Apartheid Education in New York City
Today, the Schott Foundation, whose Board I am proud to chair, released the results of an analysis that they conducted on New York City schools, the nation's largest school system. The report, A Rotting Apple: Education Redlining in New York City, documents that in New York City student education outcomes and their opportunity to learn are more determined by where they live than their abilities. In addition to documenting the problem, the report lays out solutions.
Here are the KEY FINDINGS:
- Districts with higher poverty rates have fewer experienced and highly educated teachers and less stable teaching staffs.
- A student of any race or ethnicity eligible for free or reduced-price meals is most likely to be enrolled in one of the city's poorest performing high schools; an Asian or a White, non-Hispanic student is highly unlikely to be enrolled in one of the city's poorest-performing schools.
- Students from low-income New York City families have little chance of being tested for eligibility for gifted and talented programs.
This is exactly what the Occupy movement has been protesting. Call it "Redlining" or "Apartheid," lower income kids are barred from entering the schools with well trained teachers. The 1% get the best public schools, the 99% are not included in the gifted and talented programs. No longer do we have signs that say "Whites Only," but we might as well put similar signs back up. "Wealthy Only" could be posted outside certain schools or classrooms. It would be more honest than the myth of equal education.
In the past, our society nurtured the belief that whites were better than blacks, men were better than women. And the Civil Rights and Women's Rights Movements emerged. The movements called this form of superiority a disease and they named that disease "racism" or "sexism." But now that form of exclusivity is more and more based on inherited wealth or income. And like racism and sexism it is a disease that is running deeper and deeper in our society. It is a disease that says people with wealth are superior and deserve more. That if your grandparents made a lot of money you should be given more opportunity to go to a gifted and talented program or go to college. That if a kid's parents run a hedge fund that made lots of money, even if it wrecked our economy, that kid should be given better teachers. That those with money (capital) should have access to better opportunities. I am not sure what we should name this disease? "Classism"? "Capitalism"? Perhaps our readers can suggest a name after you read more of the report.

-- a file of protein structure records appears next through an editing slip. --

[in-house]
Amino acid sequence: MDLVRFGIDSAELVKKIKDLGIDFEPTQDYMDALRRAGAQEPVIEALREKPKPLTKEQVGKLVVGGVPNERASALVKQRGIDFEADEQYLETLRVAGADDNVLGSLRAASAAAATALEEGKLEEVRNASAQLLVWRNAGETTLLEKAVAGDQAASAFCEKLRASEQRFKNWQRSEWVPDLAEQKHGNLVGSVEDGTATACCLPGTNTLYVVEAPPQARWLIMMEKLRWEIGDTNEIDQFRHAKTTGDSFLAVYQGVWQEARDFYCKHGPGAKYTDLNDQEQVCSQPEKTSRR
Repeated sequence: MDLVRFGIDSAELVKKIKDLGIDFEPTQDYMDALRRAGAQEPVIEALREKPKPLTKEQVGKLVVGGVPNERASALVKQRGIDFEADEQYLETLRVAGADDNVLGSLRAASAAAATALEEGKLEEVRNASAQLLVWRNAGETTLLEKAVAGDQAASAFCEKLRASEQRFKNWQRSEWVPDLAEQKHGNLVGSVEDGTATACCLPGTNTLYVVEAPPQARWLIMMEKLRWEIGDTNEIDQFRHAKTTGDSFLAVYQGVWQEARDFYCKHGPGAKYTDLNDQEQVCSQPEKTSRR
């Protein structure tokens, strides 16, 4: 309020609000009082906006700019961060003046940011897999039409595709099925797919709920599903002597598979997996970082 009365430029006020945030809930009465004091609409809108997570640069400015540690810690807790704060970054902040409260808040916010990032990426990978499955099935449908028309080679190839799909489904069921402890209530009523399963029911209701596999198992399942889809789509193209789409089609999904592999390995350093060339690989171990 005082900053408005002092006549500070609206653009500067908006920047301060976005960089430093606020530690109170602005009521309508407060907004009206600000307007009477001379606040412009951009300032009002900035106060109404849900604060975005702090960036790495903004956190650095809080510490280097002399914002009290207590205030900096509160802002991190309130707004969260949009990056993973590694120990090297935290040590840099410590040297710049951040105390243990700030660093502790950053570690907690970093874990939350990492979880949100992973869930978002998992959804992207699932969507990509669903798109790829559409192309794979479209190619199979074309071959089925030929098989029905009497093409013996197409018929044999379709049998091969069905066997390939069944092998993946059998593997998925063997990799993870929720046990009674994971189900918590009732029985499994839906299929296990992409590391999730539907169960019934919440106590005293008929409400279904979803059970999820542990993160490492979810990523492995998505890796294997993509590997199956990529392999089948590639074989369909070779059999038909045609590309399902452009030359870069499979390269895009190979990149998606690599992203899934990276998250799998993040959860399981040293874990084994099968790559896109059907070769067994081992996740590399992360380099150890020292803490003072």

Here are the KEY Recommendations:
- New York State should restore and increase funding that has been dramatically cut in the past two years, cuts that have effectively reversed the impact of CFE v. State of New York; November 2006, which requires the state to provide a "sound basic education" to all children.
- All New York City middle schools should offer the courses necessary for the Specialized High Schools Admissions Test, and tutoring should be offered free to all students eligible for free and reduced-price meal programs.
- The NYC DOE should administer the Gifted and Talented program test to all prospective kindergarten students; tutoring should be offered free to all students eligible for free or reduced-price meal programs.
- Every school should conduct an "opportunity audit" to determine if they are offering each student a fair and substantive opportunity to learn. The NYC DOE should then set a goal of bringing every school's Opportunity to Learn Index up sufficiently to indicate an improvement in available resources for students who attend.
And how will the public will be created to pressure politicians enact these recommendations? I think kids should walk out of the poor performing schools and walk into the wealthy high performing schools. And the wealthy parents should encourage their children to boycott the gifted and talented test until the system has been changed. Like the Montgomery Bus Boycott and the Lunch Counter Sit-ins, it's time to occupy education.